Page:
The proportion of those who underwent tests for CT/MRI (from 80.8% to 84.6%), cerebrovascular assessment (from 20.4% to 41.8%), cervical vessel assessment (from 13.6% to 32.4%), cardiac ultrasound (TTE or TOE) (from 13.9% to 36.9%), Holter ECG monitoring (from 6.0% to 11.6%), and 24-hour blood pressure monitoring (from 3.2% to 8.6%) increased between 2005 and 2015 (all Ptrend<0.001, table 2). Over time, the composite score of diagnostic tests for stroke aetiology assessment significantly increased (from 0.22±0.11 to 0.36±0.28, Ptrend<0.001; table 2).

Table 2

Diagnostic tests and in-hospital treatments stratified by years

The rate of recombinant tissue plasminogen activator (rt-PA) utilisation increased slightly in patients with ischaemic stroke who arrived within 1 day after onset over the 10 years (from 0.2% to 1.4%, Ptrend<0.001; table 2). The weighted proportion of patients receiving guideline-recommended stroke care increased between 2005 and 2015 for in-hospital secondary prevention treatments, including antiplatelets (from 60.5% to 78.6%, Ptrend<0.001; table 2), anticoagulation for atrial fibrillation (from 9.9% to 13.3%, Ptrend=0.030; table 2) and statins (from 14.4% to 71.6%, Ptrend<0.001; table 2). However, the prescription of hypoglycaemic drugs among eligible patients did not improve significantly (from 66.3% to 69.5%, Ptrend=0.423; table 2), and the prescription of antihypertensives decreased (from 72.4% to 64.9%, Ptrend<0.001; table 2). In general, the composite score of in-hospital secondary prevention treatments demonstrated a remarkable increase (from 0.46±0.18 to 0.70±0.41, Ptrend<0.001; table 2). In addition, the use of traditional Chinese medicine during hospitalisation increased (from 73.7% to 83.2%, Ptrend<0.001; table 2). The top 10 traditional Chinese medicines used each year are listed in online supplemental table 4.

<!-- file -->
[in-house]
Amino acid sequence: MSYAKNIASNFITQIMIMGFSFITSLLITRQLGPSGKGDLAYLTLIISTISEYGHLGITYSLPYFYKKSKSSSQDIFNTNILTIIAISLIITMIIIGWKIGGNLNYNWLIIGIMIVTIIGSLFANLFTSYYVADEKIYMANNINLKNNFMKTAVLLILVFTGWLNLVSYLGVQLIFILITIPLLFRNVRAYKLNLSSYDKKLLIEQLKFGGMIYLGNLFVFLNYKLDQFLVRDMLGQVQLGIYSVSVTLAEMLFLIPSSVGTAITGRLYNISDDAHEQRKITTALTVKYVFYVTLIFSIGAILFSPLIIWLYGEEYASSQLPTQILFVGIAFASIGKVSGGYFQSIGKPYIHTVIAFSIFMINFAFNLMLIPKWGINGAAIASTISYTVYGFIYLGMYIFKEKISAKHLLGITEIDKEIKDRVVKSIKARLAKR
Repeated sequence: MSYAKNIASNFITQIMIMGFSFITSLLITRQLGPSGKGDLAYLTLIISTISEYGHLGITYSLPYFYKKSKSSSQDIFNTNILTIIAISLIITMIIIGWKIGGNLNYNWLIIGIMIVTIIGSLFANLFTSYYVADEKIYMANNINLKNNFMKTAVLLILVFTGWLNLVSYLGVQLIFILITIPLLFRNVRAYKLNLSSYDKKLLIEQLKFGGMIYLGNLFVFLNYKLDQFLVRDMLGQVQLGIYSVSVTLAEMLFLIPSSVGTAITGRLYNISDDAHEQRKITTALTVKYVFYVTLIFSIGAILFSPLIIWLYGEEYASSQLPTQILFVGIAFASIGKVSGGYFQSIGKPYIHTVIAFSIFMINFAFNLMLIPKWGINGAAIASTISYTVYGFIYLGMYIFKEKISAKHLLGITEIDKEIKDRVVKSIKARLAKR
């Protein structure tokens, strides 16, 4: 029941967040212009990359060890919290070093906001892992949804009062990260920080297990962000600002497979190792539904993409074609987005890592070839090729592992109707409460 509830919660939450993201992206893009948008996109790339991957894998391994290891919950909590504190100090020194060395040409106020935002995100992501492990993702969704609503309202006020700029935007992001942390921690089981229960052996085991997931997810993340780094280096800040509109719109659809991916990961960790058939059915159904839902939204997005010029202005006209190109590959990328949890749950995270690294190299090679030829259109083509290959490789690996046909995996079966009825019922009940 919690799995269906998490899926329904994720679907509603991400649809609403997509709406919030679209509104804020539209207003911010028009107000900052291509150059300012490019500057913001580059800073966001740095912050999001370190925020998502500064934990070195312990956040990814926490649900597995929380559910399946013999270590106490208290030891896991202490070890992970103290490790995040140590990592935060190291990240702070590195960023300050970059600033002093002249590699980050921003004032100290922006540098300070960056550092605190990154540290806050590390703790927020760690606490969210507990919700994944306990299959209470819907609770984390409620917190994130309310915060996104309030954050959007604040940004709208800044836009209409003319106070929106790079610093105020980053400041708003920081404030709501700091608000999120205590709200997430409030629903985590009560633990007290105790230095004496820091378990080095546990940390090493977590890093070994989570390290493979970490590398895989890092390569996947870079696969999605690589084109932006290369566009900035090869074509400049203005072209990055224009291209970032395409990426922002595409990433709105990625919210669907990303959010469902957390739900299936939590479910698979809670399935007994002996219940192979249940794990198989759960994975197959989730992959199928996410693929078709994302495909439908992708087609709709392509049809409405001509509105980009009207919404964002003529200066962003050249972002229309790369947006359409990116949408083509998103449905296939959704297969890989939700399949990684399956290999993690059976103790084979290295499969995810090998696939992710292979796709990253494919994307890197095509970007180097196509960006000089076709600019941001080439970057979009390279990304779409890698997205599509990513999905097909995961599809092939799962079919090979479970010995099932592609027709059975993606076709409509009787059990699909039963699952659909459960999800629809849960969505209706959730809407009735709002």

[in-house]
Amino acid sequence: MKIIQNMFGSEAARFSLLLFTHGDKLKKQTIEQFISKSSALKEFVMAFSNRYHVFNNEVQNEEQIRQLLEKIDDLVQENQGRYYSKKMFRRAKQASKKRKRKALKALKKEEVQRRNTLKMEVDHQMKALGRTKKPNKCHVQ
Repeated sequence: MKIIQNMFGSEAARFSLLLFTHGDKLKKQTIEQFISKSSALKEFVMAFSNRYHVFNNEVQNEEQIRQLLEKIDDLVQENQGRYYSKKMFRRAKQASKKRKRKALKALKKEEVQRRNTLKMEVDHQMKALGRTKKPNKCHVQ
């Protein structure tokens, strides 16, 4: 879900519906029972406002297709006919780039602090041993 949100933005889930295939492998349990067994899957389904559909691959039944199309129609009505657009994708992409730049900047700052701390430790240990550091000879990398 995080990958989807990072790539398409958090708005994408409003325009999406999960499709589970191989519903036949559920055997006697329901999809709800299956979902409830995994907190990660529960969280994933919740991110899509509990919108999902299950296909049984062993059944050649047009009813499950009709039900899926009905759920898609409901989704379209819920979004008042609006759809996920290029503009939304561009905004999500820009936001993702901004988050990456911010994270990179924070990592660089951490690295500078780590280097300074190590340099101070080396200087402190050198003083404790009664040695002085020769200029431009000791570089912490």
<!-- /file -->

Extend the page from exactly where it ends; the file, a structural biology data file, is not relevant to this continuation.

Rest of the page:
In-hospital outcomes

A total of 133 out of 7324 patients died during hospitalisation in 2005 (unadjusted weighted mortality rate 1.8%, 95% CI 1.3% to 2.3%); 74 out of 9796 patients died in 2010 (0.7%, 95% CI 0.5% to 0.9%) and 67 out of 10 538 died in 2015 (0.7%, 95% CI 0.6% to 0.8%). A temporal trend was seen in the crude analysis (Ptrend<0.001). The rate of DAMA (15.2% in 2005, 11.8% in 2010 and 8.6% in 2015) and the composite outcome of in-hospital mortality or DAMA (13.9% in 2005, 9.9% in 2010 and 8.4% in 2015) also decreased significantly over time (Ptrend<0.001; table 3). After adjustment for patients’ demographic and clinical characteristics, a significant temporal decrease was found in DAMA (Ptrend=0.046) but not in in-hospital mortality (Ptrend=0.131) or for the composite outcome of in-hospital mortality or DAMA (Ptrend=0.071) from 2005 to 2015. However, compared with 2005, the odds of in-hospital mortality were significantly lower in 2010 (aOR 0.45; 95% CI 0.29 to 0.71) and 2015 (aOR 0.52; 95% CI 0.32 to 0.85), and the odds of DAMA (aOR 0.64; 95% CI 0.44 to 0.93) and the composite outcome of in-hospital mortality or DAMA (aOR 0.65; 95% CI 0.47 to 0.89) were also significantly lower in 2015 (figure 3A).